*This post is part of our two-week symposium on racial inequalities in the criminal justice system.
This country’s commitment to the jury system, enshrined in founding documents like the Declaration of Independence and Bill of Rights, is rooted in the ideal that the people should play a central role in the enforcement of societal standards. In reality, however, racial discrimination in the selection of juries is a longstanding and enduring feature of American criminal justice.
Prior to the Civil War, laws and customs rooted in white supremacy largely restricted jury service to white men. During the Reconstruction era that followed the war and the abolition of slavery, the 14th Amendment declared all natural-born Americans – including African Americans – citizens with all associated rights and privileges. The Civil Rights Act of 1875 included a provision outlawing race-based discrimination in jury service. And in 1880, the U.S. Supreme Court in Strauder v. West Virginia struck down a statute restricting jury service to whites. This progress was short lived.
Southern lawmakers soon stopped passing explicitly discriminatory jury service laws but continued empaneling all-white juries during the late 19th and early 20th Centuries using highly discretionary practices controlled by white officials. In an era of racial terror –characterized by widespread lynching of African Americans – discrimination in jury selection allowed all-white juries to remain a standard feature even in largely black counties, empowered lynchers to exact brutal racial violence with impunity and no fear of prosecution or conviction, and rendered the Constitution’s promise of full citizenship a hollow guarantee.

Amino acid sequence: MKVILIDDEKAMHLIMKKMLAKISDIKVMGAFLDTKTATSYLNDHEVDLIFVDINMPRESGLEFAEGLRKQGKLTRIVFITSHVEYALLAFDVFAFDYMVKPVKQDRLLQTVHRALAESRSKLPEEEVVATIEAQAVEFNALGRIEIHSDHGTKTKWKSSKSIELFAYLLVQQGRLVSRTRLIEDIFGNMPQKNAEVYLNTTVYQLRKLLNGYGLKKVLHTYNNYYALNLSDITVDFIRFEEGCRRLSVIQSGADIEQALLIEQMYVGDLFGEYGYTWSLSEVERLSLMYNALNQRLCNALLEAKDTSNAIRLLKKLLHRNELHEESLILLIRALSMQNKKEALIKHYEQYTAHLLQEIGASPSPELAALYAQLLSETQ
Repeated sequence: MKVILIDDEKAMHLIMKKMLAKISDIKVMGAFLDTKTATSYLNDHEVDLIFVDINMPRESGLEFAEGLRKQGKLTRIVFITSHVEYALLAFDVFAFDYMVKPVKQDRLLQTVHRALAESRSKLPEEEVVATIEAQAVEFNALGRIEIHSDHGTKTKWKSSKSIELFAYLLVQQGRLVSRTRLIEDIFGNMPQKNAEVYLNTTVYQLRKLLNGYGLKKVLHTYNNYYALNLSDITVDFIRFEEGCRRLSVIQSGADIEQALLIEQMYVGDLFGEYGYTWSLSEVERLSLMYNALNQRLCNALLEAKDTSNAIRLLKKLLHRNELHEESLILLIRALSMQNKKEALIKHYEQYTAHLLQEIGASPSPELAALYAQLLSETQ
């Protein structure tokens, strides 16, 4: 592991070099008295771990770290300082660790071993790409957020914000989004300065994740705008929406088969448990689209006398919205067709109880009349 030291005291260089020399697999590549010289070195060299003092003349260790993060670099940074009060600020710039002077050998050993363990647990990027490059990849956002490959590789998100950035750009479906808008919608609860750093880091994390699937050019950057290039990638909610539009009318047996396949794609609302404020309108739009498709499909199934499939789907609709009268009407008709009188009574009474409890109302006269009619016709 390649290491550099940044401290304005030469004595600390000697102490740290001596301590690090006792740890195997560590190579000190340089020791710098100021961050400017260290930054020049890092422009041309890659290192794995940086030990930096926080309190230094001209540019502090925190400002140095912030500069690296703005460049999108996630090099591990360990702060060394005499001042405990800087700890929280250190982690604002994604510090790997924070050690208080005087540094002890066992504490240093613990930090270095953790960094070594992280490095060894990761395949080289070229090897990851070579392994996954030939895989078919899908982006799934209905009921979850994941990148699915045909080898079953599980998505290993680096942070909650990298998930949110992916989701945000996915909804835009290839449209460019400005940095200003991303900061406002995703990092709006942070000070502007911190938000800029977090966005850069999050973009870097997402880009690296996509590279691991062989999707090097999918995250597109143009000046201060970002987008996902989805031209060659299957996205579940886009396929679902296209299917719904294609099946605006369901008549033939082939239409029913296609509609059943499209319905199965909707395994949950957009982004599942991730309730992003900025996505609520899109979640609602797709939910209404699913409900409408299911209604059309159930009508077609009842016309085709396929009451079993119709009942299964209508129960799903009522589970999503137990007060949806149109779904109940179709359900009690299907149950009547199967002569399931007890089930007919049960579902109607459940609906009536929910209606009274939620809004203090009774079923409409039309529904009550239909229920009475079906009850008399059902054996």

Judicial intervention was slow and inconsistent. In 1935, the Supreme Court overturned the death sentences of the Scottsboro Boys in Norris v. Alabama because black people had been excluded from serving on the trial jury, but then in 1945 the Court upheld a Texas county’s token policy of including exactly one black person on each grand jury. By the 1960s and 1970s, the Court adopted and consistently enforced a rule that jury lists and venires must represent a “fair cross-section” of the community. In response, the method of discrimination soon shifted from the composition of the jury pool to the selection of the final jury.